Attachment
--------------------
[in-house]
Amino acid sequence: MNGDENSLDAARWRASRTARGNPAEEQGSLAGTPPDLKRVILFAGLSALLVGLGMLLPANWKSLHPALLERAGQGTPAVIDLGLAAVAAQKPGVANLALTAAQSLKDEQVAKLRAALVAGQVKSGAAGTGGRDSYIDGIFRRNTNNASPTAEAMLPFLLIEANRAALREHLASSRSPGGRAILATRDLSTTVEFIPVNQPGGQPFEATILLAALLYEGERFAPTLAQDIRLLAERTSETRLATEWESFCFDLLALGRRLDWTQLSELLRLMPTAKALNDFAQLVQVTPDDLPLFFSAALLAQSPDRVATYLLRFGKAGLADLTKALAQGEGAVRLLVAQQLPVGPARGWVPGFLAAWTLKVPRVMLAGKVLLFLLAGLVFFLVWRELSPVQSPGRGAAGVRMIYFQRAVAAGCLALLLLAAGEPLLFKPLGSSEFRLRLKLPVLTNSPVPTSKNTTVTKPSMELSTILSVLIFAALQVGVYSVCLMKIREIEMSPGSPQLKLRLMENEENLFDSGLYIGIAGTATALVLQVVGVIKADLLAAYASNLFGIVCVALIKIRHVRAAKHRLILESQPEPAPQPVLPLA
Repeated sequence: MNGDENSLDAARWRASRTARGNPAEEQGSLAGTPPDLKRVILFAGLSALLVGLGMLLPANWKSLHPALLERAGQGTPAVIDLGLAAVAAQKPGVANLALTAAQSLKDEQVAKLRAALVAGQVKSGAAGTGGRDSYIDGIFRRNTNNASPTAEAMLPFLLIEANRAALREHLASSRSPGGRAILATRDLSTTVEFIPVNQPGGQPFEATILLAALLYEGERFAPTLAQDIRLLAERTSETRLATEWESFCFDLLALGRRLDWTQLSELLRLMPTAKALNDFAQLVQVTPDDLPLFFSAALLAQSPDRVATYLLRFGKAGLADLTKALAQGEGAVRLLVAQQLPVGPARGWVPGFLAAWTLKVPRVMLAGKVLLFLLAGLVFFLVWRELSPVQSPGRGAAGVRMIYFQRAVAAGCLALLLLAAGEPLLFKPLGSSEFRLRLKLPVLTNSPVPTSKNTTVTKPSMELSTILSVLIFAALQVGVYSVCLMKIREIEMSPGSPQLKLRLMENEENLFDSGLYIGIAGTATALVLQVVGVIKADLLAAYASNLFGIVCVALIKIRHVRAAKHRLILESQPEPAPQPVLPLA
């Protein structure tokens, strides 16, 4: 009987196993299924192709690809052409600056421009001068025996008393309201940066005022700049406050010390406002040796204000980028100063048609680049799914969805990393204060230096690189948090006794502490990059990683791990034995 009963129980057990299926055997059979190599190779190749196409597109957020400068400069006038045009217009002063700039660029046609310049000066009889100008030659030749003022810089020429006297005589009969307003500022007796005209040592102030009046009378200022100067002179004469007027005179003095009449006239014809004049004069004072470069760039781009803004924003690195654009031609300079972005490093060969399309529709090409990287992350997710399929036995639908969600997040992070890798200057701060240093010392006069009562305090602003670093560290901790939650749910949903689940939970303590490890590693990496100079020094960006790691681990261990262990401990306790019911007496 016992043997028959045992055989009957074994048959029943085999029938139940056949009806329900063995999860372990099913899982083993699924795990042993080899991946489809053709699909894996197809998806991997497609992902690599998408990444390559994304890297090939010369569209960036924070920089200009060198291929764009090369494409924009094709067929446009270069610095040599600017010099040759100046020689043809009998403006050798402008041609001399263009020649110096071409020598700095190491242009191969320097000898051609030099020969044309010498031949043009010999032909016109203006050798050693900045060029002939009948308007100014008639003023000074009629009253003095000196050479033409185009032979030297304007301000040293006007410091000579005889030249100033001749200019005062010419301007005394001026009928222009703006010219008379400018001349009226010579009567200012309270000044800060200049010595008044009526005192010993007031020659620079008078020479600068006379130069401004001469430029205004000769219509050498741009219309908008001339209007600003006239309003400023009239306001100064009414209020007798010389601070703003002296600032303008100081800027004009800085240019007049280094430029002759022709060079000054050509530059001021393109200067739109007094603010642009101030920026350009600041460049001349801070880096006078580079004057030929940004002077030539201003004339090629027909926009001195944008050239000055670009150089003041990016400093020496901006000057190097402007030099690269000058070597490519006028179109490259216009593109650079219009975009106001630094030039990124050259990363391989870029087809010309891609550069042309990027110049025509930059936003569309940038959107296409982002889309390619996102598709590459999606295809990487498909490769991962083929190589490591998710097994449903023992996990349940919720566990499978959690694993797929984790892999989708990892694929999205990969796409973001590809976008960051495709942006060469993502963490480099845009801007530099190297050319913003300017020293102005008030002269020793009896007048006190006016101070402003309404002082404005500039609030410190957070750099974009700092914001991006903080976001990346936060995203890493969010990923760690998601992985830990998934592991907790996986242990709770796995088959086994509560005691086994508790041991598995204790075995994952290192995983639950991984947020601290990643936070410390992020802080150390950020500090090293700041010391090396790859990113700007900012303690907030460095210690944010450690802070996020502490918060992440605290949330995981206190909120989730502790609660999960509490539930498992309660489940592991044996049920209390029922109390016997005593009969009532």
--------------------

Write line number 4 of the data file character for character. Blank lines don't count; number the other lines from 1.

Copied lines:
């Protein structure tokens, strides 16, 4: 009987196993299924192709690809052409600056421009001068025996008393309201940066005022700049406050010390406002040796204000980028100063048609680049799914969805990393204060230096690189948090006794502490990059990683791990034995 009963129980057990299926055997059979190599190779190749196409597109957020400068400069006038045009217009002063700039660029046609310049000066009889100008030659030749003022810089020429006297005589009969307003500022007796005209040592102030009046009378200022100067002179004469007027005179003095009449006239014809004049004069004072470069760039781009803004924003690195654009031609300079972005490093060969399309529709090409990287992350997710399929036995639908969600997040992070890798200057701060240093010392006069009562305090602003670093560290901790939650749910949903689940939970303590490890590693990496100079020094960006790691681990261990262990401990306790019911007496 016992043997028959045992055989009957074994048959029943085999029938139940056949009806329900063995999860372990099913899982083993699924795990042993080899991946489809053709699909894996197809998806991997497609992902690599998408990444390559994304890297090939010369569209960036924070920089200009060198291929764009090369494409924009094709067929446009270069610095040599600017010099040759100046020689043809009998403006050798402008041609001399263009020649110096071409020598700095190491242009191969320097000898051609030099020969044309010498031949043009010999032909016109203006050798050693900045060029002939009948308007100014008639003023000074009629009253003095000196050479033409185009032979030297304007301000040293006007410091000579005889030249100033001749200019005062010419301007005394001026009928222009703006010219008379400018001349009226010579009567200012309270000044800060200049010595008044009526005192010993007031020659620079008078020479600068006379130069401004001469430029205004000769219509050498741009219309908008001339209007600003006239309003400023009239306001100064009414209020007798010389601070703003002296600032303008100081800027004009800085240019007049280094430029002759022709060079000054050509530059001021393109200067739109007094603010642009101030920026350009600041460049001349801070880096006078580079004057030929940004002077030539201003004339090629027909926009001195944008050239000055670009150089003041990016400093020496901006000057190097402007030099690269000058070597490519006028179109490259216009593109650079219009975009106001630094030039990124050259990363391989870029087809010309891609550069042309990027110049025509930059936003569309940038959107296409982002889309390619996102598709590459999606295809990487498909490769991962083929190589490591998710097994449903023992996990349940919720566990499978959690694993797929984790892999989708990892694929999205990969796409973001590809976008960051495709942006060469993502963490480099845009801007530099190297050319913003300017020293102005008030002269020793009896007048006190006016101070402003309404002082404005500039609030410190957070750099974009700092914001991006903080976001990346936060995203890493969010990923760690998601992985830990998934592991907790996986242990709770796995088959086994509560005691086994508790041991598995204790075995994952290192995983639950991984947020601290990643936070410390992020802080150390950020500090090293700041010391090396790859990113700007900012303690907030460095210690944010450690802070996020502490918060992440605290949330995981206190909120989730502790609660999960509490539930498992309660489940592991044996049920209390029922109390016997005593009969009532």